It was strange to me, though, and humbling, that I was so easily surprised and elated by receiving some extra raspberries or an extra piece of Heath Bar in my ice cream…but that I am routinely casual about God’s grace. I wonder why we let God’s gift of life and hope and salvation become so commonplace. Perhaps it is easy to take God’s grace for granted because we expect God to be gracious, and we don’t often expect teenagers at Coldstone to be gracious.

But the truth is that God throws around grace with reckless abandon, and sometimes it takes a day like Thanksgiving to pause and ponder what that really means. There is nothing in my power or your power or even our collective power that could have created the world, nor is there anything that we do to sustain it. There’s nothing we can do to make ourselves perfect or whole, nor is there anything that we can do to make the infinite God pay attention to us, tiny blips on the radar screen of creation as we are. And yet…God is gracious to us. That’s a big deal.

Grace is powerful and even subversive, if you really think about it. It shakes up the balance of power. It shakes up your sense of pride or self-determination. It pulls control away from you, and you are left feeling surprised, helpless, undeserving...and completely thankful.

We set aside this day of Thanksgiving that it might remind us to make gratitude a daily spiritual practice. This is why we worship together, and why Thanksgiving is a truly spiritual holiday. Thanksgiving connects us to the deepest core of our faith, where we recognize God’s grace and blessing in every moment and movement of every day.

Tomorrow, we will set our tables with linens and dishes that we reserve for special occasions. We will gather to eat with friends and family, and we will pray over our meals. We will take the time to remember God’s gifts, and to remember loved ones who are no longer with us in body, but who still remain with us in spirit.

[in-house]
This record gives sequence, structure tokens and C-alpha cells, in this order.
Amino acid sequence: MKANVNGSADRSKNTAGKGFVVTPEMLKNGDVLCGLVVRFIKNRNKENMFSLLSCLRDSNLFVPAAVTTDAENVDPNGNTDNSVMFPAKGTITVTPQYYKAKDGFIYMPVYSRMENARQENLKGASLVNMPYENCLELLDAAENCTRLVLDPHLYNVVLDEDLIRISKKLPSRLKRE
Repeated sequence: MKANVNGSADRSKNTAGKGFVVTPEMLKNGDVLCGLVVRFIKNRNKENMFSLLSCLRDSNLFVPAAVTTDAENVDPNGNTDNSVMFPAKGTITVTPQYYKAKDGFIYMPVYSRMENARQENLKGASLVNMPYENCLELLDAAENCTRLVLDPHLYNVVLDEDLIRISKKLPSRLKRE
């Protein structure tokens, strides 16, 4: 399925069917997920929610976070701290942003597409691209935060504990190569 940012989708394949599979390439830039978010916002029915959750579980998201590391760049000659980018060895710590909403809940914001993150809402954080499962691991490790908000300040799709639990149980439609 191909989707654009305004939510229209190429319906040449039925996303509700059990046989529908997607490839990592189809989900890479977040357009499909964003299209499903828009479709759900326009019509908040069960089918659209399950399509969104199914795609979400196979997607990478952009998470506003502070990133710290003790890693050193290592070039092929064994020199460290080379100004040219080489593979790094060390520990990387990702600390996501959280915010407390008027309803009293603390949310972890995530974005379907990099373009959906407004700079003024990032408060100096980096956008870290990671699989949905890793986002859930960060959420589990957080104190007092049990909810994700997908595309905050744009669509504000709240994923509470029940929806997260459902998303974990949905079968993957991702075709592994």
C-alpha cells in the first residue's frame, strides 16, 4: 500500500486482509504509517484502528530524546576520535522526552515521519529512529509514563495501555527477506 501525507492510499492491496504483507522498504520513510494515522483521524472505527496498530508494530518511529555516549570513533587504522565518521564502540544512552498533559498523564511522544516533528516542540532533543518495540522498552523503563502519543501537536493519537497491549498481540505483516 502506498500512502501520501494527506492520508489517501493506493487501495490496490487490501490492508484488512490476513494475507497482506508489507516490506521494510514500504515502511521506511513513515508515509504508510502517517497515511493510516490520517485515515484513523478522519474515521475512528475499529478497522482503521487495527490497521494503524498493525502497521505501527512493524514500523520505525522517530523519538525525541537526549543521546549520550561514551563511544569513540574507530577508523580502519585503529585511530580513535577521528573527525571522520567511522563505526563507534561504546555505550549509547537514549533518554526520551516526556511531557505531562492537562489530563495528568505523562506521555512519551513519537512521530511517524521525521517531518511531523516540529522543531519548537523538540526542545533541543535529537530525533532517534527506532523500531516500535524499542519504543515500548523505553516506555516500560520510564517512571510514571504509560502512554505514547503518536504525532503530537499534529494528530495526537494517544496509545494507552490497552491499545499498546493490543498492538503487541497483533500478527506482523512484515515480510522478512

In this beautiful drama of a Thanksgiving meal, we find echoes of the beautiful drama of approaching the Lord’s table in worship.

For it too is a table set with fine cloth and with the good dishes that are only pulled out when there is company. It is a celebration made merrier the bigger the crowd, and it is a feast shared among a family – crazy uncles, favorite cousins, estranged siblings, ex-wives, cherished grandparents, and all. At Christ’s table, we join together in prayer before we eat, a special prayer that is aptly named the Great Thanksgiving, where we remember God’s faithfulness to his people throughout history, and thank God for his faithfulness extended to us through Christ. We eat a feast of sturdy and nourishing food, and joyful and festive drink, even as we remember all the saints who have gone before us and with whom we will feast again in glory.

Every time we approach God’s table, we are reenacting a holy thanksgiving feast our empty hands receive the body and blood of Christ – the food that endures for eternal life. We come to this table of grace with grateful hearts, and in the sharing of this meal, we go forth to live gracious and generous lives. We come to this table hungry for food and we go from it filled and nourished with all good things. And Christ himself invites each of us to this feast, saying to us, “I am the bread of life. Whoever comes to me will never be hungry, and whoever believes in me will never be thirsty.”

Thanks be to God. Amen.

No comments:

Post a Comment